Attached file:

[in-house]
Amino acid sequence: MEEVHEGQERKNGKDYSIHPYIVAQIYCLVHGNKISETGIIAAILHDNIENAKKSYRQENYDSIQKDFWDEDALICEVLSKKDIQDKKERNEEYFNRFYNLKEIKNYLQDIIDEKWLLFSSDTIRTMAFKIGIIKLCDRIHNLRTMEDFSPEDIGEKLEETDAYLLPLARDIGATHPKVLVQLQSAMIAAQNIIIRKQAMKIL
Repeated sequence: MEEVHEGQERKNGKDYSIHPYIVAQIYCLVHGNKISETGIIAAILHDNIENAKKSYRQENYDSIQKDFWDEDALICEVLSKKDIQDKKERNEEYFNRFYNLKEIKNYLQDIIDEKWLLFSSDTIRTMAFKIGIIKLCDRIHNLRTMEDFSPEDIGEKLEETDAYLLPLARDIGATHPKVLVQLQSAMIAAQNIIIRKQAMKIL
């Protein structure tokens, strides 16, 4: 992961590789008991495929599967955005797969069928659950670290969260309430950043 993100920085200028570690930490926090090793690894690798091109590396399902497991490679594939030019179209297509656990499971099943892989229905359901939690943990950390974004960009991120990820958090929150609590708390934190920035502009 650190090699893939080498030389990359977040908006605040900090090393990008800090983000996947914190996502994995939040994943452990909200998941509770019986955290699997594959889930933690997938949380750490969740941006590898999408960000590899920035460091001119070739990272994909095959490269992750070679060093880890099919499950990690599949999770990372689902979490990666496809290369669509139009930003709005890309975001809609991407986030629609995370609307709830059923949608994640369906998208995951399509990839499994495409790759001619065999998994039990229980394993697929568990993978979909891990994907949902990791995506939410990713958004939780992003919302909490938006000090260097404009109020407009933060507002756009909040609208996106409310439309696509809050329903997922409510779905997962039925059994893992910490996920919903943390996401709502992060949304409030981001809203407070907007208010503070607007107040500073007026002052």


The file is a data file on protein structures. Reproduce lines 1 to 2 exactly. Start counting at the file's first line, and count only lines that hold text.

[in-house]
Amino acid sequence: MEEVHEGQERKNGKDYSIHPYIVAQIYCLVHGNKISETGIIAAILHDNIENAKKSYRQENYDSIQKDFWDEDALICEVLSKKDIQDKKERNEEYFNRFYNLKEIKNYLQDIIDEKWLLFSSDTIRTMAFKIGIIKLCDRIHNLRTMEDFSPEDIGEKLEETDAYLLPLARDIGATHPKVLVQLQSAMIAAQNIIIRKQAMKIL